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A resentment is a grudge that you harbor after you’ve felt mistreated. It’s easy to hold on to all the incidents that angered you, from a gossiping hairdresser to a two-timing ex-husband. And, if you took a poll, you’d probably get a lot of people on your side about your right to stay resentful. According to such logic, as time passes, you have “the right” to get angrier, becoming a broken record of complaints. But is that the sour person you want to be? Instead, for emotional freedom, try to release resentments and let compassion purify them. One friend, in the midst of that process, likened uncovering resentments to “dragging dead bodies out of a well.” You don’t want moldering negativity rotting your psyche.
Forgiveness is a state of grace, nothing you can force or pretend. I guide patients toward the large-heartedness to forgive both injuries others have caused and those they’ve self-inflicted. Forgiveness penetrates the impenetrable — the obstinacy that stifles love, the tenacious pain that dams our energy reserves. A Stanford research study showed that forgiveness significantly decreases stress, rage and psychosomatic symptoms. I’m not saying that betrayal is ever justified, that you aren’t entitled to be upset if someone wrongs you, or that you shouldn’t try to improve or else leave a destructive situation. Forgiveness, though, ensures that resentments don’t feed on your energy. Finally, remember forgiveness refers to the actor, not the act — not the offense but the woundedness of the offender.
Strategies to Let Resentments Go
- Set Your Intention to Release the Resentment
The purpose of releasing resentments is to increase your energy and to feel better. Select a target: a critical mother, a controlling boyfriend, a cutthroat colleague. Perhaps you’ve tried to discuss the grievance with no results. (Always attempt to work things out if the person is the slightest bit receptive.) Or your target may truly be unapproachable. In either case, away from the person, air your resentments without sugarcoating them. Do this in a journal, or with a therapist or friend. For example, say, “I despise the double-crossing conniver because…” Frankly, expressing your feelings is necessary to forgive.
- Cultivate Forgiveness
In a quiet moment, really reach to find compassion for the person’s shortcomings, not the deed itself. This may be very hard work. What insecurities or fears motivated him or her? Why is the person’s heart so closed? What caused his or her moral blindness? Try to discern the context of the person’s actions. At this point, you may be inwardly able to ask yourself to start to forgive. Perhaps you’re not there yet — that’s okay. The request itself sets off a stream of compassion, a cleansing of your system. Repeat the exercise once a day for at least a week. See if your energy improves. I’ll bet you’ll feel a burden lift.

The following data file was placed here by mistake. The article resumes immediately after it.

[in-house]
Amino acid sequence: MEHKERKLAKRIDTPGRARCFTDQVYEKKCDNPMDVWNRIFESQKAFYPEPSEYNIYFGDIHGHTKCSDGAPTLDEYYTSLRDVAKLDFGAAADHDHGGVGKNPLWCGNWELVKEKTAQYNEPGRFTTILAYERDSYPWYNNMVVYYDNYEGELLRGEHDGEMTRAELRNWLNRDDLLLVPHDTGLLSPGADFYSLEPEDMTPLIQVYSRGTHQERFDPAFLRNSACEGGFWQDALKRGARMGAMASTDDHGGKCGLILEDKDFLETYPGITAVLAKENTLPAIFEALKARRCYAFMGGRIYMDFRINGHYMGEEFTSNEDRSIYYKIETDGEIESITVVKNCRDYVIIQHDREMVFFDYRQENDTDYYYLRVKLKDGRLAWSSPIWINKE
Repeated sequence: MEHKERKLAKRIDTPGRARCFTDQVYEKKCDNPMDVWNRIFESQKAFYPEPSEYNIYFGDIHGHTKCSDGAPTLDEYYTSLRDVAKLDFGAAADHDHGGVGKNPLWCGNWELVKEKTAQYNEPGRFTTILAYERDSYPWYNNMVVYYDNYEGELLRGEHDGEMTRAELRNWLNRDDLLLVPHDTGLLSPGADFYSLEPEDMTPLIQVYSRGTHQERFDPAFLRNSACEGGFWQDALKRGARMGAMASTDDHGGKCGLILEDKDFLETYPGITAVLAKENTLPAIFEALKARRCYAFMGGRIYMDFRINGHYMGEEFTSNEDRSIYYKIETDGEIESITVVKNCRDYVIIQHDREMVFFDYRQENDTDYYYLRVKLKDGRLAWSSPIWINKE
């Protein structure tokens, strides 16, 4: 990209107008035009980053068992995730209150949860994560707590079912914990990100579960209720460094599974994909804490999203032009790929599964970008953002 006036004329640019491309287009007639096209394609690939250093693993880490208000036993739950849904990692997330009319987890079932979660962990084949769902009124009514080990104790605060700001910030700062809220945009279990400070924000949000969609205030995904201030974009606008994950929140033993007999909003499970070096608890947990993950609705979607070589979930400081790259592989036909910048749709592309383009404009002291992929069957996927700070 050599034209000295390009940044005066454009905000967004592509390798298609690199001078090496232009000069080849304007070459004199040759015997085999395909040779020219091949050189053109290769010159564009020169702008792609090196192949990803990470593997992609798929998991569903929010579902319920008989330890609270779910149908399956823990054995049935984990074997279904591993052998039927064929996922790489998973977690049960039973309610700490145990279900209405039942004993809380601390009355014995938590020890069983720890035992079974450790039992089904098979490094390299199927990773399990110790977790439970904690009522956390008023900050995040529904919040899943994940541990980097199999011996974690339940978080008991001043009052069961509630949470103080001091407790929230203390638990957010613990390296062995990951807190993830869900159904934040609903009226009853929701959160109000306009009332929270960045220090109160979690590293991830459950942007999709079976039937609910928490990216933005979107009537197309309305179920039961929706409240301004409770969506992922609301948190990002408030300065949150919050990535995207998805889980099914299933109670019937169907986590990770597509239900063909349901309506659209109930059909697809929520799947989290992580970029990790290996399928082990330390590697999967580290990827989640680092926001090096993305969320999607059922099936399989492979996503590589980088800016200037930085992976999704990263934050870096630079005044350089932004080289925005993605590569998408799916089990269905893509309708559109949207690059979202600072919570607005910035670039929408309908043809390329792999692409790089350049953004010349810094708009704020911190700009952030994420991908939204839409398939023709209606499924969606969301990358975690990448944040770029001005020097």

- Take a Reality Check
As part of forgiveness, take this reality check: People bring a lifetime of wounds to your relationship, which may make their behavior more about them than you. You might justifiably say, as one of my patients did, “I’m hurt and furious my spouse left me and refused to even talk about it. Isn’t it reasonable to want that?” Naturally it is. But your need doesn’t take into consideration your spouse’s terror of intimacy, or that he or she would do anything to escape it in your relationship or any other. Unfortunately, your spouse’s fears and inadequacies won out over your needs. To find forgiveness while endeavoring to heal anger, you must evaluate whom you’re dealing with, the good and the bad. Often, people are just doing the best they can, which may not amount to a hill of beans where you’re concerned, but it does represent the sad truth of the situation. Accepting that truth of someone’s limitations will help you to forgive.
Compassion opens a hidden door to a secret world that exists beyond anger. Notwithstanding, the feelings of anger or forgiveness aren’t mutually exclusive. You can simultaneously experience varying degrees of both. Perhaps, at first, you’re a little forgiving and very angry. But when you progress, the scales increasingly tip toward forgiveness as your attachment to anger recedes.
“If I stayed angry at other people, I would miss finding friends among those I was angry with.”
–Rosa Parks, from an interview in “Positive Energy“
Judith Orloff, MD is the author of The Empath’s Survival Guide: Life Strategies for Sensitive People, upon which her articles are based. Dr. Orloff is a psychiatrist, an empath, and is on the UCLA Psychiatric Clinical Faculty. She synthesizes the pearls of traditional medicine with cutting edge knowledge of intuition, energy, and spirituality. Dr. Orloff also specializes in treating empaths and highly sensitive people in her private practice. Dr. Orloff’s work has been featured on The Today Show, CNN, the Oprah Magazine and USA Today. She is a New York Times best-selling author of Emotional Freedom, The Power of Surrender, Second Sight, Positive Energy, and Guide to Intuitive Healing. More information at www.drjudithorloff.com.